Too modest to say. I’m not sure I actually want a headstone.

Fiona: Do you have a blog or website readers can visit for updates, events and special offers?

https://maggiecammiss.com/

 https://www.facebook.com/maggiecammisswriter/

https://twitter.com/maggiecammiss

This is my Amazon Author page

https://amzn.to/2Vp4rJy

https://amzn.to/2GLIeNE

https://amzn.to/2XP8Zq8

Maggie Cammiss – Author bio

It might be a cliché, but writing about what you know certainly worked for Maggie. Seventeen years spent in the hectic environment of a 24-hour rolling news channel provided her with masses of background material and so far, she has completed two novels set in a television newsroom. Her debut novel, No News is Good News was published by Accent Press in December 2014 and Breaking News by new imprint Octavo Books in August 2016. Recently married to her long-term partner, she was thrilled to be able to put author in the ‘profession’ column of her new marriage certificate. They now live in Norfolk where Maggie can often be found walking on the beach, mulling over subplots for her next novel.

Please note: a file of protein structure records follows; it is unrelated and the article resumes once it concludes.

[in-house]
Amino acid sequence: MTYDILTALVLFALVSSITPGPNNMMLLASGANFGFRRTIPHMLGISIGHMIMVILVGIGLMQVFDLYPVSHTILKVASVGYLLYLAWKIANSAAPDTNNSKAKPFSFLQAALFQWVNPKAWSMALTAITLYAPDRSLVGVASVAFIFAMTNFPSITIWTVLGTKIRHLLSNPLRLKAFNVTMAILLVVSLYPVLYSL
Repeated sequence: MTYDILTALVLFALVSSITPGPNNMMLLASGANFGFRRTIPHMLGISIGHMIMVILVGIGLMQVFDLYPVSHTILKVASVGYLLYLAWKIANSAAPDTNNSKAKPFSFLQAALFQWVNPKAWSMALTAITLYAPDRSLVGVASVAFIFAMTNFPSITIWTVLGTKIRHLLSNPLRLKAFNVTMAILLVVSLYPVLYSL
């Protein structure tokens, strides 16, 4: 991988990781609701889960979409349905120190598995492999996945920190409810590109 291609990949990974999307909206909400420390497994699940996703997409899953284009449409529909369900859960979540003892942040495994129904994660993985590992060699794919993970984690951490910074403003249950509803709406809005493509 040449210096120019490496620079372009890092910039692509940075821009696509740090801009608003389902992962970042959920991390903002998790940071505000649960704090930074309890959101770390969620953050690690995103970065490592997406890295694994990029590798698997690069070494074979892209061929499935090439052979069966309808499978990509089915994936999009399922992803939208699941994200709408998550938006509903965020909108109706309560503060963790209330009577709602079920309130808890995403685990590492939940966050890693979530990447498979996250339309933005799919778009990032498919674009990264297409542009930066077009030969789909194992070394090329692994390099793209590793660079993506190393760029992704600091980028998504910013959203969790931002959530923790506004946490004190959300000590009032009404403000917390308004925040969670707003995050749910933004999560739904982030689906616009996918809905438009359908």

Breaking News  – blurb

Television producer Sara Cassidy has her life all mapped out. She loves her job making weekly feature programmes for TV news channel UK24, and is looking forward to furthering her ambitions in the media. She is devastated when her fiancé makes a shattering confession but she hardly has time to come to terms with the betrayal when her closest friend is involved in a freak accident and Sara’s world is turned upside down once again.

As Sara struggles to maintain a professional perspective she finds solace in a new interest and a blossoming romance. But she has to be careful who she trusts in the cut-throat world of television news. Just as she is finding her feet again the career that means so much reveals its murkier side.

When she suddenly finds herself at the other end of the camera lens, Sara discovers that in the struggle for ratings, loyalty is in short supply.